HRmax = 220 – age in years
However, this method has no scientific basis and has a large margin of error. A more accurate method — albeit one that still has a small margin of error — is to use the Inbar equation:
HRmax = 205.8 − (0.685 x age)
For example, if you’re 25 years old, your equation would look like this:
0.685 x 25 = 17.1
HRmax = 205.8 – 17.1 = 189 beats per minute (bpm)
Once you know your HRmax, you can calculate your personal training zones by multiplying your HRmax by the decimal equivalents of the zone ranges. For example, if you want to train within the moderate-intensity zone (64% to 76% of HRmax), your calculations would look like this:
64% of HRmax = 189 x 0.64 = 121 bpm
76% of HRmax = 189 x 0.76 = 144 bpm
In order to use your HRreserve to calculate your training zones, in addition to your HRmax, you will need your HRresting. To measure your HRresting, just take your pulse in the morning, before you get out of bed, a couple of minutes after your alarm clock sounds. Do this for three days in a row and use the average.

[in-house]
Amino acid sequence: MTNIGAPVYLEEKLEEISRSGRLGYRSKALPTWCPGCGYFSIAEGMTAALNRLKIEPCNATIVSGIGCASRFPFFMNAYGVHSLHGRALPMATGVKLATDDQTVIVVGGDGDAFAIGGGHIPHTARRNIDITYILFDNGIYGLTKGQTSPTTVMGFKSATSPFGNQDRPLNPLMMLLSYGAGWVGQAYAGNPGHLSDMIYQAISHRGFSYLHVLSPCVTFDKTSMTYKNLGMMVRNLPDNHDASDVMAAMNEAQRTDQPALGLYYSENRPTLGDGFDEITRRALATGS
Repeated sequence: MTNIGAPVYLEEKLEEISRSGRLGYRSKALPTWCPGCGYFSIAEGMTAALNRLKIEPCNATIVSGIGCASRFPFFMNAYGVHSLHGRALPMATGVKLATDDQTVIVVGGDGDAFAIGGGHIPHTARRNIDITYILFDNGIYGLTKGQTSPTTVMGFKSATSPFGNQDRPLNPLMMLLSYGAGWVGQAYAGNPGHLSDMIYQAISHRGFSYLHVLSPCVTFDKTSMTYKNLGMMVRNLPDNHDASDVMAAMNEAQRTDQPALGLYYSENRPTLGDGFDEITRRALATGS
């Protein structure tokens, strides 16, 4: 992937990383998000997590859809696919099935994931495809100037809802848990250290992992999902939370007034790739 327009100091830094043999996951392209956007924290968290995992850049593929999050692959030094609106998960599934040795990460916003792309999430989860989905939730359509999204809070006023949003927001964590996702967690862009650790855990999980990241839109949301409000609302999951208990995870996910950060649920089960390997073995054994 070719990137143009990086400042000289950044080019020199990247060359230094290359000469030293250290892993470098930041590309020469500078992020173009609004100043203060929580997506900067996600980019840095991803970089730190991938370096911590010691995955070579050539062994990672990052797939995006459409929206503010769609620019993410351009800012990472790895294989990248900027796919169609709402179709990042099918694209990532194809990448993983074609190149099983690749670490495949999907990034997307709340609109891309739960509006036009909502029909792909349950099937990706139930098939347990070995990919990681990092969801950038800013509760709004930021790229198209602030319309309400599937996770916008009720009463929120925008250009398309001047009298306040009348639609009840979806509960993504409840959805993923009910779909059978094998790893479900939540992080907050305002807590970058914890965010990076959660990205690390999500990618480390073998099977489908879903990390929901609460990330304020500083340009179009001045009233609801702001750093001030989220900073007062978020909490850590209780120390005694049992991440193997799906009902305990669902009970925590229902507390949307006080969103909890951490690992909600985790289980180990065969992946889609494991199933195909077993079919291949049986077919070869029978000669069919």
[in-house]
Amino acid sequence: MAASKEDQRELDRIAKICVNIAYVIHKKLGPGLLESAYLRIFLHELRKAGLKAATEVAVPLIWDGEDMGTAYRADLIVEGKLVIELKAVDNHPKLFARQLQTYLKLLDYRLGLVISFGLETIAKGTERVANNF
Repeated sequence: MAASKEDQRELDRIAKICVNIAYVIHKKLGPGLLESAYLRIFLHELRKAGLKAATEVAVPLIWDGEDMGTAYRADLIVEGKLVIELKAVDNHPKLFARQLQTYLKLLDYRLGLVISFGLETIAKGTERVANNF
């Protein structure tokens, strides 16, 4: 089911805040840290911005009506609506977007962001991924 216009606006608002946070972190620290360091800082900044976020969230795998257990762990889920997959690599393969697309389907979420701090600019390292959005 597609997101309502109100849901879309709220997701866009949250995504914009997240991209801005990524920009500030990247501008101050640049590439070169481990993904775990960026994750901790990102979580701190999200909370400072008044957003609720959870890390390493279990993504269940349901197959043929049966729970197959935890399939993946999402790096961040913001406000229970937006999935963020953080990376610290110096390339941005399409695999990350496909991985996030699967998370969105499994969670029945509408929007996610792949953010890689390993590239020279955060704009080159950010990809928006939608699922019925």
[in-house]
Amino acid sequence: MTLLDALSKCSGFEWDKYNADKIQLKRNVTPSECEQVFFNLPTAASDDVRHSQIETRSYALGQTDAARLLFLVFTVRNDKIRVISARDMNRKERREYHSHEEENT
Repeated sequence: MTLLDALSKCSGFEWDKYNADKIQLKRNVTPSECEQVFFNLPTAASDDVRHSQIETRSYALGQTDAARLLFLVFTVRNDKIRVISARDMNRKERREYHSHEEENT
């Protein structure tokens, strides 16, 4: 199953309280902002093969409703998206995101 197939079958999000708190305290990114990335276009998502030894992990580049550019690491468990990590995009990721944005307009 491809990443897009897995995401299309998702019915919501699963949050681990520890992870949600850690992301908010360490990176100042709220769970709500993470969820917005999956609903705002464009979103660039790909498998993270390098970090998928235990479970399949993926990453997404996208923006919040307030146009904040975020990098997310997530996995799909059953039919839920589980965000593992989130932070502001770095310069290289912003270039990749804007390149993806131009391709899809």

To take your pulse, simply place your index finger and middle finger on your wrist, under the base of your thumb, where you will find your radial pulse (Figure 1). Count how many beats you feel for 15 seconds and multiply it by four to get your beats per minute.
Figure 1. How to take your radial pulse.
You can also take your pulse on your neck. Gently press the same two fingers on the side of your neck, in the hollow area just beside your wind pipe, where you will find your carotid pulse (Figure 2).